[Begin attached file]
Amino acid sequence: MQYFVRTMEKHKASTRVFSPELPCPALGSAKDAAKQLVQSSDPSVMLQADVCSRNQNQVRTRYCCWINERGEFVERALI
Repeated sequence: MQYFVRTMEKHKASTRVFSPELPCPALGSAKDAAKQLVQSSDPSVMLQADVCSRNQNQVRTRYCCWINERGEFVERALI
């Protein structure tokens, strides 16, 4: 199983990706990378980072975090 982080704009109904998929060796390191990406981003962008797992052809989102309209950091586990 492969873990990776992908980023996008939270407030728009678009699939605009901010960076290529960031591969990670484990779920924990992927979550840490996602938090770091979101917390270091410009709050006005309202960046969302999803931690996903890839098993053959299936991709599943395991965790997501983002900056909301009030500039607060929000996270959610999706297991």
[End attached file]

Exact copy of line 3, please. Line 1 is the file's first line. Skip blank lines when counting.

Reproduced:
């Protein structure tokens, strides 16, 4: 199983990706990378980072975090 982080704009109904998929060796390191990406981003962008797992052809989102309209950091586990 492969873990990776992908980023996008939270407030728009678009699939605009901010960076290529960031591969990670484990779920924990992927979550840490996602938090770091979101917390270091410009709050006005309202960046969302999803931690996903890839098993053959299936991709599943395991965790997501983002900056909301009030500039607060929000996270959610999706297991």